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descriptionHomoploid hybrid speciation has been recognized for its potential rapid completion, an idea that has received support from experimental and modeling studies. Following initial hybridization, the genomes of parental species recombine and junctions between chromosomal blocks of different parental origin leave a record of recombination and the time period before homogenization of the derived genome. We use detailed genetic maps of three hybrid species of sunflowers and models to estimate the time required for the stabilization of the new hybrid genome. In contrast to previous estimates of 60 or fewer generations, we find that the genomes of three hybrid sunflower species were not stabilized for hundreds of generations. These results are reconciled with previous research by recognizing that the stabilization of a hybrid species' genome is not synonymous with hybrid speciation. Segregating factors that contribute to initial ecological or intrinsic genetic isolation may become stabilized quickly. The remainder of the genome likely becomes stabilized over a longer time interval, with recombination and drift dictating the contributions of the parental genomes. Our modeling of genome stabilization provides an upper bound for the time interval for reproductive isolation to be established and confirms the rapid nature of homoploid hybrid speciation.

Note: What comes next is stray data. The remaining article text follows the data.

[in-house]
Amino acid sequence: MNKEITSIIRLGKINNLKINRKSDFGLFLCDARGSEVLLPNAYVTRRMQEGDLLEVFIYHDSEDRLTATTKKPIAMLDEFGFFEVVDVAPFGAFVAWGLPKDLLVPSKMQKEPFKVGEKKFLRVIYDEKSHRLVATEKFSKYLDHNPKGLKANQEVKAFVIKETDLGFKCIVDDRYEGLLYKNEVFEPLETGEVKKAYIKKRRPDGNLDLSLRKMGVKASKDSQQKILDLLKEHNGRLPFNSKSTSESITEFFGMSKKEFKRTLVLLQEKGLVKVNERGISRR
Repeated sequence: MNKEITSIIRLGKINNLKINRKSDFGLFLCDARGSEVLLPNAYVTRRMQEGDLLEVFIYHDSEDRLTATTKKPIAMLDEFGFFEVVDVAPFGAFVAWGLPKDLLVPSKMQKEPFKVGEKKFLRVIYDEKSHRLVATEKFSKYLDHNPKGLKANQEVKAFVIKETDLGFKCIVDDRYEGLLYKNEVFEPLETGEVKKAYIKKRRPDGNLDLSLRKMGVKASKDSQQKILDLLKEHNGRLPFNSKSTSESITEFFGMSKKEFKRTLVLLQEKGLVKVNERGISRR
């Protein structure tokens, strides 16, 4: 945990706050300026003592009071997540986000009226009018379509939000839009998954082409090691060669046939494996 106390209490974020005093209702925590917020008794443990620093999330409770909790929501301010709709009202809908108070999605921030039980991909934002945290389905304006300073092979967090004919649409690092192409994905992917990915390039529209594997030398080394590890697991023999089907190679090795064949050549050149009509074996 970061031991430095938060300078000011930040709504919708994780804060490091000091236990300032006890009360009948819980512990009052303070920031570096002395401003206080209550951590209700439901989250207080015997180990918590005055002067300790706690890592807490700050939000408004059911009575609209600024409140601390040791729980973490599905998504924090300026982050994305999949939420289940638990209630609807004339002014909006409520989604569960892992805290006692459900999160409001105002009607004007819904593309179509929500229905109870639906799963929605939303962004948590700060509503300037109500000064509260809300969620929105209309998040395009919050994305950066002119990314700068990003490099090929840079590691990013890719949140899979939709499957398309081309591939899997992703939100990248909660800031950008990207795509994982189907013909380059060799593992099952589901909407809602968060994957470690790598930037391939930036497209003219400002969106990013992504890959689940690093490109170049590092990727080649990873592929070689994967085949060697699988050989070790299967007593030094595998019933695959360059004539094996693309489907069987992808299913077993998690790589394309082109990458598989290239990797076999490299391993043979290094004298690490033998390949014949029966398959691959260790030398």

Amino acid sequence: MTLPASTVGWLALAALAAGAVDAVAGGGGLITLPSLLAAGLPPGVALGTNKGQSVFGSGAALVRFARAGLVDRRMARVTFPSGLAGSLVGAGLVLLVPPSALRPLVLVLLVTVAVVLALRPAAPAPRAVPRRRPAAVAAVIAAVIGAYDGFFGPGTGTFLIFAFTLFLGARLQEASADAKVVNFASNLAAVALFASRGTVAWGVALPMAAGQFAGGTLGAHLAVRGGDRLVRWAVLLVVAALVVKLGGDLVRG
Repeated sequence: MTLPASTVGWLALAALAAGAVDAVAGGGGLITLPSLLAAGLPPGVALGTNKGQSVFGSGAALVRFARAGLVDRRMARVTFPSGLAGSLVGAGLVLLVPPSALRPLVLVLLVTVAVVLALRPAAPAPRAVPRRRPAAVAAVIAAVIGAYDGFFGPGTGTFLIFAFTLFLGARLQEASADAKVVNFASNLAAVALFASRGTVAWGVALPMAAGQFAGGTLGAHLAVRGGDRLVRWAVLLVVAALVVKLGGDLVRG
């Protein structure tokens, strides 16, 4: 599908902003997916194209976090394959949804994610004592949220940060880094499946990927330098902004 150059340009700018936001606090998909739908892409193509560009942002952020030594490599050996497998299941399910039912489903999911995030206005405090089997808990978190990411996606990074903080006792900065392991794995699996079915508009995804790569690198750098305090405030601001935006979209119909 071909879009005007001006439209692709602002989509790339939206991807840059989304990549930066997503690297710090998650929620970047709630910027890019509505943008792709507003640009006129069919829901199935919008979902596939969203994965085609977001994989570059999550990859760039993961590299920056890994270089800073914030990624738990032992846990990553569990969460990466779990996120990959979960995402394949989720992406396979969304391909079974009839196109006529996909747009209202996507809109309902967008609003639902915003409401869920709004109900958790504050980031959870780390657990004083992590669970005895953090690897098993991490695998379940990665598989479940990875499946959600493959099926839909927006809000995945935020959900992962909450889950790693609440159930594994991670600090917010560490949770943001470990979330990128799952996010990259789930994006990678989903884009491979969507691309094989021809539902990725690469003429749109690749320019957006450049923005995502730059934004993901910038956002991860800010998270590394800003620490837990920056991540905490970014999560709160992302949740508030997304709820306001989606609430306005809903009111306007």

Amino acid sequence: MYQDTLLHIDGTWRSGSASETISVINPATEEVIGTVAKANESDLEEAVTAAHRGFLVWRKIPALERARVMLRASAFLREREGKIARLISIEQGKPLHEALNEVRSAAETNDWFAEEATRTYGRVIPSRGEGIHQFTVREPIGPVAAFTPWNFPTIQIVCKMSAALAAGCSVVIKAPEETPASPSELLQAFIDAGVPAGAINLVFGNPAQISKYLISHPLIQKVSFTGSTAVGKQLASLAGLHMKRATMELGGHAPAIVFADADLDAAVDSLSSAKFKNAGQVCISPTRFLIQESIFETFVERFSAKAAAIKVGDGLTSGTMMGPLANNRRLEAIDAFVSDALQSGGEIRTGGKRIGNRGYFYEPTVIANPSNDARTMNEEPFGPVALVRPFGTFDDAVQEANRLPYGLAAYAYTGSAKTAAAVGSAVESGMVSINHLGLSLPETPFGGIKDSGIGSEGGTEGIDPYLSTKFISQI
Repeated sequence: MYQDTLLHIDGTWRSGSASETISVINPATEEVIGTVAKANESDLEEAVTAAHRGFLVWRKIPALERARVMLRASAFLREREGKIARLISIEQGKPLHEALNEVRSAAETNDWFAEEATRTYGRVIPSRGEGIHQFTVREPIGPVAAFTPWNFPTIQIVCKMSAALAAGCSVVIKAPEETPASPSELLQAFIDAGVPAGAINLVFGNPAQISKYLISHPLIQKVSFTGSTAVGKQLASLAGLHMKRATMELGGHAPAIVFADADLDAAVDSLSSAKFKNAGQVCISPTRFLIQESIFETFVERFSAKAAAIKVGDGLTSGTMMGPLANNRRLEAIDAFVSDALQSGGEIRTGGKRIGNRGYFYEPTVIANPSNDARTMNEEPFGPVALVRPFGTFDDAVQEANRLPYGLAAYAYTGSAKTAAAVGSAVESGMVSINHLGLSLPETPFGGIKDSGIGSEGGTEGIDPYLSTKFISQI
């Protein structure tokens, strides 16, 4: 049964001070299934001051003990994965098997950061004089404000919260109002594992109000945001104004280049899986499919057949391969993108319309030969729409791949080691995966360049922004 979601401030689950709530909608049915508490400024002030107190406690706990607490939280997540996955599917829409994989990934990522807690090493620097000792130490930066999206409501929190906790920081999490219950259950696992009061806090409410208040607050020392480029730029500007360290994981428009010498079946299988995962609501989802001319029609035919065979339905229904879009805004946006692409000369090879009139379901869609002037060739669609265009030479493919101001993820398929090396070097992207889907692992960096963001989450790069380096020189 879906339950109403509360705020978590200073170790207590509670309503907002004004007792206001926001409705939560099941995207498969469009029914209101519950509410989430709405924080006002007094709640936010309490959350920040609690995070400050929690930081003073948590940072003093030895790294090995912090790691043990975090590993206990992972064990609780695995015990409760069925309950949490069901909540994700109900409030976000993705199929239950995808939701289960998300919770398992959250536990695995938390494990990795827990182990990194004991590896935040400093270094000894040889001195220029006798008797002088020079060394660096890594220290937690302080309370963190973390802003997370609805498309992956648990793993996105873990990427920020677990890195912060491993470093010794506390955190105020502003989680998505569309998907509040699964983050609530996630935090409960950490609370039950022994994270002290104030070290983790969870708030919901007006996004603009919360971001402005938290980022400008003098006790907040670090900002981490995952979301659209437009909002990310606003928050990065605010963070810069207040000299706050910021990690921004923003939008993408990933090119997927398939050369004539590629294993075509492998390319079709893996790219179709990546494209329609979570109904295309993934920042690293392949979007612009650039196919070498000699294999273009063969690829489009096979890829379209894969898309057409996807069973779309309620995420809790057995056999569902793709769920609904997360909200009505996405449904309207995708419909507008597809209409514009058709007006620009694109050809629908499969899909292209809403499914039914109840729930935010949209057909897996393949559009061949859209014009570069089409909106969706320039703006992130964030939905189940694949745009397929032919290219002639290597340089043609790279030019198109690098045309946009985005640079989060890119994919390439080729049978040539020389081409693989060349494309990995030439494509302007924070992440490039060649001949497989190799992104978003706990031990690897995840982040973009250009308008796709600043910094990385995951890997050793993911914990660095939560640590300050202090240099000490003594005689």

editionReceived July 5, 2007Accepted August 31, 2007
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subjectAdmixture ; Chimera ; Chromosome Mapping ; Chromosomes ; Computer Simulation ; Density estimation ; Evolution ; Evolutionary genetics ; Flowers & plants ; Genes ; Genetic aspects ; Genetic hybridization ; Genetic research ; Genetic Speciation ; Genetic Variation ; Genome, Plant ; Genomes ; Genomics ; Helianthus ; Helianthus - genetics ; hybrid speciation ; Hybridity ; Hybridization ; Isolation (Philosophy) ; junction theory ; Linkage Disequilibrium ; Models, Genetic ; Models, Statistical ; Models, Theoretical ; Original s ; Population size ; recombination ; Recombination, Genetic ; Selection, Genetic ; Speciation ; Species Specificity ; Sunflowers